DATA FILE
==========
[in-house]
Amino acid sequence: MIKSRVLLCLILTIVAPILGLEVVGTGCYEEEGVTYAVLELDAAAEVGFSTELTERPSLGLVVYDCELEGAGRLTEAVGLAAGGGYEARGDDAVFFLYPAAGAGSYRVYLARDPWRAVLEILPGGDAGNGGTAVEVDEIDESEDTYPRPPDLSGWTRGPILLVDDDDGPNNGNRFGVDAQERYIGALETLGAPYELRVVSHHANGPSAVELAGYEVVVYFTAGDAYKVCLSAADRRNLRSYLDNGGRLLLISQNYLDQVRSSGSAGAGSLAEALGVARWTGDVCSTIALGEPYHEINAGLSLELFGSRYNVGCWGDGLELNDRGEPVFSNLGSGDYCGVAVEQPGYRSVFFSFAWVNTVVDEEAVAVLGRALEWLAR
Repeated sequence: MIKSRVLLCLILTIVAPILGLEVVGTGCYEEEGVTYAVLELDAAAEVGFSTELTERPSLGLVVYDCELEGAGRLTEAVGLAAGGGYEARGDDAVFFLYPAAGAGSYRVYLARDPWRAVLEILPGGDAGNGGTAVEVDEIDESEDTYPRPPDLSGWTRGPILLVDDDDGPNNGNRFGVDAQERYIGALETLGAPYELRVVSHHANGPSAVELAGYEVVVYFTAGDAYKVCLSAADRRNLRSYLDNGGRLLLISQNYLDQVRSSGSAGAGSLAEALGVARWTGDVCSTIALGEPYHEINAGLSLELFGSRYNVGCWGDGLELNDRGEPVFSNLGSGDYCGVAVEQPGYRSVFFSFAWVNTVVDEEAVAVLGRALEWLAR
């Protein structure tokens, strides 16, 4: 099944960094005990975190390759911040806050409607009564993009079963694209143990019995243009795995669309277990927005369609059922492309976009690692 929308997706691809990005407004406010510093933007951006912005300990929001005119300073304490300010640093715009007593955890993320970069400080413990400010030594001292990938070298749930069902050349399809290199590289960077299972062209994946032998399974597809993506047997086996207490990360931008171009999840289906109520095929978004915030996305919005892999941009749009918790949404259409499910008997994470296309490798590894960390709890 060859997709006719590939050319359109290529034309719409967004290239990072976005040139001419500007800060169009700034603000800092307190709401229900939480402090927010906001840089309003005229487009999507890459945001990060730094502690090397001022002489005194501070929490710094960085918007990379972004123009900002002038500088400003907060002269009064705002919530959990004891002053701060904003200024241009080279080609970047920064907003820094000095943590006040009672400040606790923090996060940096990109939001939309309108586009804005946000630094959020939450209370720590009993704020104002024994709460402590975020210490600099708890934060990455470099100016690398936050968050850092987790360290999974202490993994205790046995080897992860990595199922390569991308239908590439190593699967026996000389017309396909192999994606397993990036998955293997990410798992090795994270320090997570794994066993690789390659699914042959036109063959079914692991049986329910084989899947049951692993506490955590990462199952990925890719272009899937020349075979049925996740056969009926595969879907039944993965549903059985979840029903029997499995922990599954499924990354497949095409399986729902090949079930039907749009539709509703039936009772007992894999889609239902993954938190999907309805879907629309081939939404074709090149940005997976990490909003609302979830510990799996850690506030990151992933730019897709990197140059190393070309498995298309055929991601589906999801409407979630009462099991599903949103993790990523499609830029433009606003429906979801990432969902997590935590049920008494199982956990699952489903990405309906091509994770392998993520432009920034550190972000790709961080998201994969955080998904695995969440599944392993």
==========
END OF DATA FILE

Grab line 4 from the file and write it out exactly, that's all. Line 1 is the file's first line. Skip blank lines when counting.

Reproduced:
């Protein structure tokens, strides 16, 4: 099944960094005990975190390759911040806050409607009564993009079963694209143990019995243009795995669309277990927005369609059922492309976009690692 929308997706691809990005407004406010510093933007951006912005300990929001005119300073304490300010640093715009007593955890993320970069400080413990400010030594001292990938070298749930069902050349399809290199590289960077299972062209994946032998399974597809993506047997086996207490990360931008171009999840289906109520095929978004915030996305919005892999941009749009918790949404259409499910008997994470296309490798590894960390709890 060859997709006719590939050319359109290529034309719409967004290239990072976005040139001419500007800060169009700034603000800092307190709401229900939480402090927010906001840089309003005229487009999507890459945001990060730094502690090397001022002489005194501070929490710094960085918007990379972004123009900002002038500088400003907060002269009064705002919530959990004891002053701060904003200024241009080279080609970047920064907003820094000095943590006040009672400040606790923090996060940096990109939001939309309108586009804005946000630094959020939450209370720590009993704020104002024994709460402590975020210490600099708890934060990455470099100016690398936050968050850092987790360290999974202490993994205790046995080897992860990595199922390569991308239908590439190593699967026996000389017309396909192999994606397993990036998955293997990410798992090795994270320090997570794994066993690789390659699914042959036109063959079914692991049986329910084989899947049951692993506490955590990462199952990925890719272009899937020349075979049925996740056969009926595969879907039944993965549903059985979840029903029997499995922990599954499924990354497949095409399986729902090949079930039907749009539709509703039936009772007992894999889609239902993954938190999907309805879907629309081939939404074709090149940005997976990490909003609302979830510990799996850690506030990151992933730019897709990197140059190393070309498995298309055929991601589906999801409407979630009462099991599903949103993790990523499609830029433009606003429906979801990432969902997590935590049920008494199982956990699952489903990405309906091509994770392998993520432009920034550190972000790709961080998201994969955080998904695995969440599944392993």